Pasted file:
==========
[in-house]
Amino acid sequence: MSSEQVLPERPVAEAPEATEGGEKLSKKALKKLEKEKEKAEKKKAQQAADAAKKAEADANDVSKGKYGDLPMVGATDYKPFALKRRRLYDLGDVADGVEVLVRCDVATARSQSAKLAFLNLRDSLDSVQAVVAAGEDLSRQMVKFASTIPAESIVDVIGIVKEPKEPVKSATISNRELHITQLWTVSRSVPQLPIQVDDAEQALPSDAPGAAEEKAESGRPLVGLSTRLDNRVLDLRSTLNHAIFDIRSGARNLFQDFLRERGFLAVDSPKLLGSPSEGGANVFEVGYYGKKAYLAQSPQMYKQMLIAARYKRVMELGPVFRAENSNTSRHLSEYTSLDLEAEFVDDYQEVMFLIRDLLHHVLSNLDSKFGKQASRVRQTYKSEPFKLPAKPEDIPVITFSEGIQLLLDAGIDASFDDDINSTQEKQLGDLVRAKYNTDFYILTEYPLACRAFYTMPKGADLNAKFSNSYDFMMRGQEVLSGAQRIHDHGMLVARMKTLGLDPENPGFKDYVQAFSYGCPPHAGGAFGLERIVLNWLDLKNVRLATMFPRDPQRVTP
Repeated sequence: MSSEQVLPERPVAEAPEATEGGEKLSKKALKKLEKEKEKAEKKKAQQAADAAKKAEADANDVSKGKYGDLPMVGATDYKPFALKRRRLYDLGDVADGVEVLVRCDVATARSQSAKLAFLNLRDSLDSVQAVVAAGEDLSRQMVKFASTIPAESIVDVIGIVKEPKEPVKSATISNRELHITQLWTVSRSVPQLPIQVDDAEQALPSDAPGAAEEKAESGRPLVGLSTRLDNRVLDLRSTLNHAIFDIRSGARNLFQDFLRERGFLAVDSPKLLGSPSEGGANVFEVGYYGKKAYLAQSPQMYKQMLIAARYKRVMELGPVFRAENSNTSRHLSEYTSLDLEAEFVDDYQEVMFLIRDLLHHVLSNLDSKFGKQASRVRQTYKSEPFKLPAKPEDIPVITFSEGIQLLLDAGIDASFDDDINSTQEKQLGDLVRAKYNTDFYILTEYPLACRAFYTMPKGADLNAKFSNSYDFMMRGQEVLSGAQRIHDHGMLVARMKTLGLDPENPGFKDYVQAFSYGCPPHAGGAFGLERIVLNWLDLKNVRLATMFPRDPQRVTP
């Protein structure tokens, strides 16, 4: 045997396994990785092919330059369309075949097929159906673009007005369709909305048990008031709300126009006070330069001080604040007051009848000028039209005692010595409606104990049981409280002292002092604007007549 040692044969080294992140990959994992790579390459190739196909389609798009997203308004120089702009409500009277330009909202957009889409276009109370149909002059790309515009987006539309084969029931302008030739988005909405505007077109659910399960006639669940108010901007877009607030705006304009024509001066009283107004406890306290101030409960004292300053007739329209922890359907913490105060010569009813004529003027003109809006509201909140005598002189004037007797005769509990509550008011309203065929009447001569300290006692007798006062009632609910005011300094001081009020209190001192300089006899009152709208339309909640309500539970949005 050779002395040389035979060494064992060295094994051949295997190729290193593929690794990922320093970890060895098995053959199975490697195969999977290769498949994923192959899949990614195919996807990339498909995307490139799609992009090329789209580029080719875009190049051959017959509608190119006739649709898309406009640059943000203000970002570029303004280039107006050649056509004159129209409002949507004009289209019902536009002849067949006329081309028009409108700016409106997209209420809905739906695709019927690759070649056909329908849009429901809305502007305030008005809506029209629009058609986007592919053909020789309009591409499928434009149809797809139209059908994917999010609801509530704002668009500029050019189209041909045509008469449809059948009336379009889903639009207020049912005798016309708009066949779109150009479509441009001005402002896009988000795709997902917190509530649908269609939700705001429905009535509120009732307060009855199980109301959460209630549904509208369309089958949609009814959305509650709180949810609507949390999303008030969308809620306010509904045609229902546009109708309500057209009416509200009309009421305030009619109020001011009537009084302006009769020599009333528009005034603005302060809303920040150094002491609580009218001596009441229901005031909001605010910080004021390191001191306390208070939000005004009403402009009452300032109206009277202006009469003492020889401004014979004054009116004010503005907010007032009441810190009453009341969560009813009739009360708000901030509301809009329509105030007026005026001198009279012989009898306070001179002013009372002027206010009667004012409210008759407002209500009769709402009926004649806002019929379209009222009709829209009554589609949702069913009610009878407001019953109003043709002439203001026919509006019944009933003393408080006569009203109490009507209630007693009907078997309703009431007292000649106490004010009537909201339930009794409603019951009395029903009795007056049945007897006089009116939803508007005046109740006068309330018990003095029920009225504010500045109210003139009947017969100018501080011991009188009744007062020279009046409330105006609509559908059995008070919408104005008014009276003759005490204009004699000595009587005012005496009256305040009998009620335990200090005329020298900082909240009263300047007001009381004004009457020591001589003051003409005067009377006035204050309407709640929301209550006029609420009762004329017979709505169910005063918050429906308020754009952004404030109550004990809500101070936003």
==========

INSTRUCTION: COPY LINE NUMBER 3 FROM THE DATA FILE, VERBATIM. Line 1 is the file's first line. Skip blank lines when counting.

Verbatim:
Repeated sequence: MSSEQVLPERPVAEAPEATEGGEKLSKKALKKLEKEKEKAEKKKAQQAADAAKKAEADANDVSKGKYGDLPMVGATDYKPFALKRRRLYDLGDVADGVEVLVRCDVATARSQSAKLAFLNLRDSLDSVQAVVAAGEDLSRQMVKFASTIPAESIVDVIGIVKEPKEPVKSATISNRELHITQLWTVSRSVPQLPIQVDDAEQALPSDAPGAAEEKAESGRPLVGLSTRLDNRVLDLRSTLNHAIFDIRSGARNLFQDFLRERGFLAVDSPKLLGSPSEGGANVFEVGYYGKKAYLAQSPQMYKQMLIAARYKRVMELGPVFRAENSNTSRHLSEYTSLDLEAEFVDDYQEVMFLIRDLLHHVLSNLDSKFGKQASRVRQTYKSEPFKLPAKPEDIPVITFSEGIQLLLDAGIDASFDDDINSTQEKQLGDLVRAKYNTDFYILTEYPLACRAFYTMPKGADLNAKFSNSYDFMMRGQEVLSGAQRIHDHGMLVARMKTLGLDPENPGFKDYVQAFSYGCPPHAGGAFGLERIVLNWLDLKNVRLATMFPRDPQRVTP